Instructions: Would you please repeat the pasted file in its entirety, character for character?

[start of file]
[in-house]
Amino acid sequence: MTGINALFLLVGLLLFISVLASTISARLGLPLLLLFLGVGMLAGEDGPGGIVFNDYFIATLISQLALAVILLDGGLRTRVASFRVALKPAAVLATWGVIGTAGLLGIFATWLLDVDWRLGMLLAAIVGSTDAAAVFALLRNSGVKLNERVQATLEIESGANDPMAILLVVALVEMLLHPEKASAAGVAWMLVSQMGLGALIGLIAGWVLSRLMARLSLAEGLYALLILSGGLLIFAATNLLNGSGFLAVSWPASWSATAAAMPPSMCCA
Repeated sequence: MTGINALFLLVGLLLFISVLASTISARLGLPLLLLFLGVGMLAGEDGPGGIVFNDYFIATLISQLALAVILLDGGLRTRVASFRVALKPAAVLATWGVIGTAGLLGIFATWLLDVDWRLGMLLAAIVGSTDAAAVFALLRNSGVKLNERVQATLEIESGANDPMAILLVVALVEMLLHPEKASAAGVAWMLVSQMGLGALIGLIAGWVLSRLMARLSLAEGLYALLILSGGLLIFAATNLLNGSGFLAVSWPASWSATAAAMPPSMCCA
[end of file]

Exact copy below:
[in-house]
Amino acid sequence: MTGINALFLLVGLLLFISVLASTISARLGLPLLLLFLGVGMLAGEDGPGGIVFNDYFIATLISQLALAVILLDGGLRTRVASFRVALKPAAVLATWGVIGTAGLLGIFATWLLDVDWRLGMLLAAIVGSTDAAAVFALLRNSGVKLNERVQATLEIESGANDPMAILLVVALVEMLLHPEKASAAGVAWMLVSQMGLGALIGLIAGWVLSRLMARLSLAEGLYALLILSGGLLIFAATNLLNGSGFLAVSWPASWSATAAAMPPSMCCA
Repeated sequence: MTGINALFLLVGLLLFISVLASTISARLGLPLLLLFLGVGMLAGEDGPGGIVFNDYFIATLISQLALAVILLDGGLRTRVASFRVALKPAAVLATWGVIGTAGLLGIFATWLLDVDWRLGMLLAAIVGSTDAAAVFALLRNSGVKLNERVQATLEIESGANDPMAILLVVALVEMLLHPEKASAAGVAWMLVSQMGLGALIGLIAGWVLSRLMARLSLAEGLYALLILSGGLLIFAATNLLNGSGFLAVSWPASWSATAAAMPPSMCCA